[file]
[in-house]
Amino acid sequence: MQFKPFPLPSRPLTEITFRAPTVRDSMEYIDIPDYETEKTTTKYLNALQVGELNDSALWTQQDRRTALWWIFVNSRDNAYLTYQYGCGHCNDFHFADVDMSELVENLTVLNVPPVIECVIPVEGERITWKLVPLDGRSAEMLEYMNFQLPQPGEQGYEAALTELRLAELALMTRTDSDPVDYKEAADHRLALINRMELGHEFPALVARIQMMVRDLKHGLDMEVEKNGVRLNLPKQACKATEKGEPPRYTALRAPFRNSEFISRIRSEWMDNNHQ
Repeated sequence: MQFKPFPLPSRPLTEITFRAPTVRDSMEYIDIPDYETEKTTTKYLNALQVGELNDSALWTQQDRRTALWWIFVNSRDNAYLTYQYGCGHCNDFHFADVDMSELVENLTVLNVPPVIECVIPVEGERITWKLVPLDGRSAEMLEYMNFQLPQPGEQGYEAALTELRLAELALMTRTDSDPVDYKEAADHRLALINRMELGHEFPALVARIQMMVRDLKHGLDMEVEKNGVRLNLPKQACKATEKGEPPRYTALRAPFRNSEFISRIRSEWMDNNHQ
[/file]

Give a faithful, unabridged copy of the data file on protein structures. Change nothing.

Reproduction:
[in-house]
Amino acid sequence: MQFKPFPLPSRPLTEITFRAPTVRDSMEYIDIPDYETEKTTTKYLNALQVGELNDSALWTQQDRRTALWWIFVNSRDNAYLTYQYGCGHCNDFHFADVDMSELVENLTVLNVPPVIECVIPVEGERITWKLVPLDGRSAEMLEYMNFQLPQPGEQGYEAALTELRLAELALMTRTDSDPVDYKEAADHRLALINRMELGHEFPALVARIQMMVRDLKHGLDMEVEKNGVRLNLPKQACKATEKGEPPRYTALRAPFRNSEFISRIRSEWMDNNHQ
Repeated sequence: MQFKPFPLPSRPLTEITFRAPTVRDSMEYIDIPDYETEKTTTKYLNALQVGELNDSALWTQQDRRTALWWIFVNSRDNAYLTYQYGCGHCNDFHFADVDMSELVENLTVLNVPPVIECVIPVEGERITWKLVPLDGRSAEMLEYMNFQLPQPGEQGYEAALTELRLAELALMTRTDSDPVDYKEAADHRLALINRMELGHEFPALVARIQMMVRDLKHGLDMEVEKNGVRLNLPKQACKATEKGEPPRYTALRAPFRNSEFISRIRSEWMDNNHQ